Boosting innovation

The really powerful news is that of the respondents who had experience of claiming R&D tax credits, they felt it had a really positive impact on their business. If we break down the statistics, 39% said they were able to directly increase R&D activity as a result, 47% hired new staff and 24% were able to reinvest the funds they received to boost their business. And to add to the positive picture, nearly half of all respondents who had received a tax credit said it was for a greater value than they were expecting.

How you can help: increasing awareness

As the report highlighted, there are a lot of misconceptions surrounding R&D tax credits. Accountants have an important role to play in helping their clients identify activity which may qualify for R&D tax credits. It is a fantastic way to add value to your clients by going beyond the numbers and having conversations with them about what they do, to see if their activity qualifies. More often than not, your client simply won’t have a clue that their demanding client project or bespoke technological solution to a business process could equate to a significant tax credit.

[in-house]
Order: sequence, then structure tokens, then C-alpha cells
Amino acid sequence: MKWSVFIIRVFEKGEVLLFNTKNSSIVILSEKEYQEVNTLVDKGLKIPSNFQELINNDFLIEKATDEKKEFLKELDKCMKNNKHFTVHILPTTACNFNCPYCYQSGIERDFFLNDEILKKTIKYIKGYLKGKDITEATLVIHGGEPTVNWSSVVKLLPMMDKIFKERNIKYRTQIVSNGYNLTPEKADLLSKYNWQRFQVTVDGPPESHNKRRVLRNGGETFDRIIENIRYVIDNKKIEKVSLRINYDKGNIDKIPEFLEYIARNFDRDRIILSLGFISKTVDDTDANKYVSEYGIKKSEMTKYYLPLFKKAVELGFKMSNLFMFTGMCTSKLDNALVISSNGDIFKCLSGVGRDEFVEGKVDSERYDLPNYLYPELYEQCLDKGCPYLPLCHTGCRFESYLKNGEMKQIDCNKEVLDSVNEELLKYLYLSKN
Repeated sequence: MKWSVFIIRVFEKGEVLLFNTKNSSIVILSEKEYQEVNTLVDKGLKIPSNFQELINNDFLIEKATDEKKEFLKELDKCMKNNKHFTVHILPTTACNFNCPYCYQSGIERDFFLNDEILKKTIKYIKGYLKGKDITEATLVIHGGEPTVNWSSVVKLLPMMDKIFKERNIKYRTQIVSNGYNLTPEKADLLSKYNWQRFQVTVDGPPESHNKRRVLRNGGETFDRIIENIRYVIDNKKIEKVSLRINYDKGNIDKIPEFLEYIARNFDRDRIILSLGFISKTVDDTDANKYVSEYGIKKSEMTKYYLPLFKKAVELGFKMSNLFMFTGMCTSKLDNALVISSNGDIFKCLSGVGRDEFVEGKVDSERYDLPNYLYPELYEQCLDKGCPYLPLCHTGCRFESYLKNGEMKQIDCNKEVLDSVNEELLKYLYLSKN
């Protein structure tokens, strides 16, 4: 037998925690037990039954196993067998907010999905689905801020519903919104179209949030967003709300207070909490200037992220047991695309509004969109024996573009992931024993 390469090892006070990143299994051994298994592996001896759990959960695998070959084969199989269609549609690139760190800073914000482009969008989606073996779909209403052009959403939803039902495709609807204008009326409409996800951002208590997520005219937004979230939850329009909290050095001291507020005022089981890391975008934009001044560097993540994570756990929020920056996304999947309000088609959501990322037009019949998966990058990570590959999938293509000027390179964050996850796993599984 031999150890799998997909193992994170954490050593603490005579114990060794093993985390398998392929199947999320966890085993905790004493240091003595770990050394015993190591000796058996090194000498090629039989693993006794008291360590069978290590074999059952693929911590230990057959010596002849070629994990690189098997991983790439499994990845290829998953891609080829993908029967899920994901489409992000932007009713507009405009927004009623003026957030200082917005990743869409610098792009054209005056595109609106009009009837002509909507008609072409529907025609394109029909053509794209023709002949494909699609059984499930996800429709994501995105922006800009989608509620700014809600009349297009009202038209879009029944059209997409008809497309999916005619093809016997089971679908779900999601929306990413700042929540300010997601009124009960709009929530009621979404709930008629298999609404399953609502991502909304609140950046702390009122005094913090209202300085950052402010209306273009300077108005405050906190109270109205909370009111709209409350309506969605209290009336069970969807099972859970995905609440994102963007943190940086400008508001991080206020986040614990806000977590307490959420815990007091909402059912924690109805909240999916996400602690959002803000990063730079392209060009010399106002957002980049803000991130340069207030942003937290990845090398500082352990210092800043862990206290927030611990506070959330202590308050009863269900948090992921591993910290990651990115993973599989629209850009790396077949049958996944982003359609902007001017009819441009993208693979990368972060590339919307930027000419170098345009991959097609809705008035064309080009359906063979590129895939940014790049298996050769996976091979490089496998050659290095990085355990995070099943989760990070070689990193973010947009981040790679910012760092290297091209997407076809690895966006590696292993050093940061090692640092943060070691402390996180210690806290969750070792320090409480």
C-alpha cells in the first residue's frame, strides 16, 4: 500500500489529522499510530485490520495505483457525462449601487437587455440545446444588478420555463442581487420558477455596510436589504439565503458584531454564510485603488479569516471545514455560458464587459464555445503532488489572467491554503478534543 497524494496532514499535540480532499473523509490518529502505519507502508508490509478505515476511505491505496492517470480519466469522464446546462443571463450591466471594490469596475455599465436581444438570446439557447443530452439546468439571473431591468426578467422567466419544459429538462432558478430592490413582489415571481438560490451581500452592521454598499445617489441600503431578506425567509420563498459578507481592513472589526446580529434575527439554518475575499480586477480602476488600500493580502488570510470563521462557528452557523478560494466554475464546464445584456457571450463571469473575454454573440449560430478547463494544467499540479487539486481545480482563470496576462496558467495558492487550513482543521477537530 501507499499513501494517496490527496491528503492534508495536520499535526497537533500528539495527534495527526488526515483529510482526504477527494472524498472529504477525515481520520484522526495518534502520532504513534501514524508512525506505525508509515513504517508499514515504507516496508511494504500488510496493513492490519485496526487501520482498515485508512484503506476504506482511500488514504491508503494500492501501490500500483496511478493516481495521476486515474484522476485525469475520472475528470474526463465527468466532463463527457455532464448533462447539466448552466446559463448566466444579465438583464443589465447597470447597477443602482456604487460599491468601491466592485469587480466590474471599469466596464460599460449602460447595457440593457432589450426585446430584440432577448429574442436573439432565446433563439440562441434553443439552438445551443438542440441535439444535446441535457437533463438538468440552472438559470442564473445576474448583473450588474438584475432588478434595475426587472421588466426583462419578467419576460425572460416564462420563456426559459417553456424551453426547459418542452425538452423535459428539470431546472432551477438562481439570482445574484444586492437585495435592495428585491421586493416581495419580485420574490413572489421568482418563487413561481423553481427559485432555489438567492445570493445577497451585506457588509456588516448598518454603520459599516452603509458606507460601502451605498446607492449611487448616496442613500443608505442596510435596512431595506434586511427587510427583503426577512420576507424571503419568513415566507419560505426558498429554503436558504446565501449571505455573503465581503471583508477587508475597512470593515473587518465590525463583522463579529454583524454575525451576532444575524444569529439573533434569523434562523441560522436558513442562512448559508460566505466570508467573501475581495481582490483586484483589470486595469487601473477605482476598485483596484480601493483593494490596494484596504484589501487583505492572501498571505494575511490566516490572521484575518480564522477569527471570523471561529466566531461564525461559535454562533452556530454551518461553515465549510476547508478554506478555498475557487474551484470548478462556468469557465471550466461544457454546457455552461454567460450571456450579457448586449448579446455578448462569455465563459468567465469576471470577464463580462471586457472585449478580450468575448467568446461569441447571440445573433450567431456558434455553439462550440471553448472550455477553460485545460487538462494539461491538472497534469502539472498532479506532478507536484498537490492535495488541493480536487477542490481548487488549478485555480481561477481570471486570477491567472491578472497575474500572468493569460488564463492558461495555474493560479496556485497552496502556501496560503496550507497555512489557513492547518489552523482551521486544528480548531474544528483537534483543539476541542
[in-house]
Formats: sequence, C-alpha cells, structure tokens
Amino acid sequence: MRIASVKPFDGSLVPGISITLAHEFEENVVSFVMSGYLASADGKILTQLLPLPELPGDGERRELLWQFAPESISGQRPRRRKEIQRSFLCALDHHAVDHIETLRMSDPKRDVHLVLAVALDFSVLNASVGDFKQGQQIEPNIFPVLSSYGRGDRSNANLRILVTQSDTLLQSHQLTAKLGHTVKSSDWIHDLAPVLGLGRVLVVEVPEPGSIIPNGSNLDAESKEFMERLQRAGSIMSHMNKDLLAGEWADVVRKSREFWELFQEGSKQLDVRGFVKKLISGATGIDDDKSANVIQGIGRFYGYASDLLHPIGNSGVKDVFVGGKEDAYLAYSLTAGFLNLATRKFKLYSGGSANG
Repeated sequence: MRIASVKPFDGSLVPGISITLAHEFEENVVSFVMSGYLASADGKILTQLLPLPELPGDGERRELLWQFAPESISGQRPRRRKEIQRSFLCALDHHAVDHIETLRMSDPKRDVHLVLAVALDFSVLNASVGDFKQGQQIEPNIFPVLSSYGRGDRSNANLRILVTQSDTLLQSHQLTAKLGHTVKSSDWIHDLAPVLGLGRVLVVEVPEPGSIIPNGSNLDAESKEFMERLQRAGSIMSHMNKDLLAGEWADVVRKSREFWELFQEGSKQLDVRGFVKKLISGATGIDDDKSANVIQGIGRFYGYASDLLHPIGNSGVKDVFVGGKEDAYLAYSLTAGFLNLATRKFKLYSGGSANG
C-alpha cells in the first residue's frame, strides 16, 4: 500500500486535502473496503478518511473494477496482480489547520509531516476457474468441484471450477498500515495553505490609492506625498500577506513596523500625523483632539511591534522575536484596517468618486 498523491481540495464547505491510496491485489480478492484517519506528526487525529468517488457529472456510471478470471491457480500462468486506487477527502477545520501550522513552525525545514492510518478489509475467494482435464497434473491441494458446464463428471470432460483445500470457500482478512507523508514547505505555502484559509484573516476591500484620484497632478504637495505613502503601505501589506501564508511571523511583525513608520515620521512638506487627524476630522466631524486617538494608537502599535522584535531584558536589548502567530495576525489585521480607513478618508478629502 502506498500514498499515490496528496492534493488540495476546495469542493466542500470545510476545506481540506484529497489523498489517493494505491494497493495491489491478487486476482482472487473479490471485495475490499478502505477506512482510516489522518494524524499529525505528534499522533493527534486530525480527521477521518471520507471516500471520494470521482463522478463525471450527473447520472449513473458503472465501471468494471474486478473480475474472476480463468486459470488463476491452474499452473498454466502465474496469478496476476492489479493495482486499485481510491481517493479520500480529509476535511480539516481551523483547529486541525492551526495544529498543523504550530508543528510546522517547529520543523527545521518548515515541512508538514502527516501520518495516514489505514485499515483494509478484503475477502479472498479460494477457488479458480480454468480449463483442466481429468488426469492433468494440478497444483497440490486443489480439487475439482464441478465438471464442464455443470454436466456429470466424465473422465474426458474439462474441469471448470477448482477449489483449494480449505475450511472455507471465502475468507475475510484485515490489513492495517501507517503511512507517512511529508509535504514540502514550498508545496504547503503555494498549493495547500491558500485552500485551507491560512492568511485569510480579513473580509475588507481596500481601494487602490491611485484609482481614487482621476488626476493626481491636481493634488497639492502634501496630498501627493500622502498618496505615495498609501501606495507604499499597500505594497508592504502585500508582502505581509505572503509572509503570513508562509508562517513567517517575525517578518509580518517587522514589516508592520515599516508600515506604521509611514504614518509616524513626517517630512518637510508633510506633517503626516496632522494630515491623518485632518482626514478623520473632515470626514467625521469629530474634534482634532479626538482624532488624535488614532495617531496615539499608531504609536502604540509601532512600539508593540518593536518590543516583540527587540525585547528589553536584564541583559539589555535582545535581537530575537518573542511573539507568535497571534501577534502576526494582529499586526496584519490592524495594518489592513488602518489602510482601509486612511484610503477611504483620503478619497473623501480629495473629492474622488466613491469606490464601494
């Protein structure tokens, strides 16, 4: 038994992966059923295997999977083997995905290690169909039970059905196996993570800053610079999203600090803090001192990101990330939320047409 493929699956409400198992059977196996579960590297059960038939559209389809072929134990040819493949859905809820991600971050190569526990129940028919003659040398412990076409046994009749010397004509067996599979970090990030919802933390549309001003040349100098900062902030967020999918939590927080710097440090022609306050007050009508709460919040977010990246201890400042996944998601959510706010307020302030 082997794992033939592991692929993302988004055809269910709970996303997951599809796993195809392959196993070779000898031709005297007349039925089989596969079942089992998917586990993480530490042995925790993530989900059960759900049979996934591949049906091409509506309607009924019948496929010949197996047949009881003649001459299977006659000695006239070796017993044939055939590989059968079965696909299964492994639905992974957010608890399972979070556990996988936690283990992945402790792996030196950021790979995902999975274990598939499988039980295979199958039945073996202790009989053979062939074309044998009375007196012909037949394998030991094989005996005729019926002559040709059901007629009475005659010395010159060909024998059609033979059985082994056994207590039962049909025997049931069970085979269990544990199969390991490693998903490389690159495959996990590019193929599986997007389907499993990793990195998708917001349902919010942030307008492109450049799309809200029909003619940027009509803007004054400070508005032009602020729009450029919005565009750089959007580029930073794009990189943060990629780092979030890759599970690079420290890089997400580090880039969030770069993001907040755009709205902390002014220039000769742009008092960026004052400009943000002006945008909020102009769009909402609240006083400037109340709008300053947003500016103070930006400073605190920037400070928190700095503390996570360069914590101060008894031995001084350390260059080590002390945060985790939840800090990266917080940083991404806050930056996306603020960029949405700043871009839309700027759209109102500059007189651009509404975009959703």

Submitting the very best claim

Once you have identified the R&D within a client’s business, how do you make sure the claim is optimised? Experience helps of course. We would advise analysing the costs thoroughly, taking into consideration what records are available to support the people costs and consumable costs which can be allocated to the project. Having a methodology that you can back up robustly is crucial. Finally, we recommend double checking the claim to ensure nothing has been overlooked.

Supporting you

At ForrestBrown we specialise in R&D tax credits. Using a specialist makes sense because in our case R&D tax credits is all we do and so we are 100% focused on their cash generating potential. We’re used to working in partnership with accountants to complement their general practice and increase the value they deliver to their clients.